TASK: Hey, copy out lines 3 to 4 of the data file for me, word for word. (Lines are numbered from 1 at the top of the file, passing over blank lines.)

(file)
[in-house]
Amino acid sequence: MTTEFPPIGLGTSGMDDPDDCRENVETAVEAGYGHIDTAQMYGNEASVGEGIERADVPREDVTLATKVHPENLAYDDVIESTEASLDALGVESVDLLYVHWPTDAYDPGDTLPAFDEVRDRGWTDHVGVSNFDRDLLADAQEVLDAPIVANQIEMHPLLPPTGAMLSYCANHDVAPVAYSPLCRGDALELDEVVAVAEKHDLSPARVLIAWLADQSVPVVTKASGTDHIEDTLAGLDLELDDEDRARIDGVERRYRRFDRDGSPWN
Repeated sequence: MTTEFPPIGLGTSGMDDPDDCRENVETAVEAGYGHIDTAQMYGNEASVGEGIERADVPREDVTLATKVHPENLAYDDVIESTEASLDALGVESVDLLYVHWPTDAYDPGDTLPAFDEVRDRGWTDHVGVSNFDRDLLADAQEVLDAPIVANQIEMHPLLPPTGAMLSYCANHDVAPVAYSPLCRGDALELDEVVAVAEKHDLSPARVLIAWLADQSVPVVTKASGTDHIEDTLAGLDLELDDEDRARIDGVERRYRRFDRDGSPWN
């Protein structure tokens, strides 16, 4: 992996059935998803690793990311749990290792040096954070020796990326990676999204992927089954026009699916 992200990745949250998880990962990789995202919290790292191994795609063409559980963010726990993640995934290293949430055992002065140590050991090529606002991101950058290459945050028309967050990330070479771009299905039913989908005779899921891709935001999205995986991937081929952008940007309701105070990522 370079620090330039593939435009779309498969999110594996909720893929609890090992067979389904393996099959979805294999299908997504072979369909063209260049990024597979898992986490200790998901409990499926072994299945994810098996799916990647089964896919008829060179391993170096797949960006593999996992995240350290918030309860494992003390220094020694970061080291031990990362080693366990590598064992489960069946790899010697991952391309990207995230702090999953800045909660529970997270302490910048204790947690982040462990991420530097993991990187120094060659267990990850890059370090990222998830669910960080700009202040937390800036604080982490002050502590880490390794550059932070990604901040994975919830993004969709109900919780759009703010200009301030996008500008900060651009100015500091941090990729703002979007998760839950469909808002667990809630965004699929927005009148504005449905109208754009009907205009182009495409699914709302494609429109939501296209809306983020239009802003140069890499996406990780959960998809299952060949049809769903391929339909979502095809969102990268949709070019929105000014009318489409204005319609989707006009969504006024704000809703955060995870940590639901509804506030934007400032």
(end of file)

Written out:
Repeated sequence: MTTEFPPIGLGTSGMDDPDDCRENVETAVEAGYGHIDTAQMYGNEASVGEGIERADVPREDVTLATKVHPENLAYDDVIESTEASLDALGVESVDLLYVHWPTDAYDPGDTLPAFDEVRDRGWTDHVGVSNFDRDLLADAQEVLDAPIVANQIEMHPLLPPTGAMLSYCANHDVAPVAYSPLCRGDALELDEVVAVAEKHDLSPARVLIAWLADQSVPVVTKASGTDHIEDTLAGLDLELDDEDRARIDGVERRYRRFDRDGSPWN
């Protein structure tokens, strides 16, 4: 992996059935998803690793990311749990290792040096954070020796990326990676999204992927089954026009699916 992200990745949250998880990962990789995202919290790292191994795609063409559980963010726990993640995934290293949430055992002065140590050991090529606002991101950058290459945050028309967050990330070479771009299905039913989908005779899921891709935001999205995986991937081929952008940007309701105070990522 370079620090330039593939435009779309498969999110594996909720893929609890090992067979389904393996099959979805294999299908997504072979369909063209260049990024597979898992986490200790998901409990499926072994299945994810098996799916990647089964896919008829060179391993170096797949960006593999996992995240350290918030309860494992003390220094020694970061080291031990990362080693366990590598064992489960069946790899010697991952391309990207995230702090999953800045909660529970997270302490910048204790947690982040462990991420530097993991990187120094060659267990990850890059370090990222998830669910960080700009202040937390800036604080982490002050502590880490390794550059932070990604901040994975919830993004969709109900919780759009703010200009301030996008500008900060651009100015500091941090990729703002979007998760839950469909808002667990809630965004699929927005009148504005449905109208754009009907205009182009495409699914709302494609429109939501296209809306983020239009802003140069890499996406990780959960998809299952060949049809769903391929339909979502095809969102990268949709070019929105000014009318489409204005319609989707006009969504006024704000809703955060995870940590639901509804506030934007400032």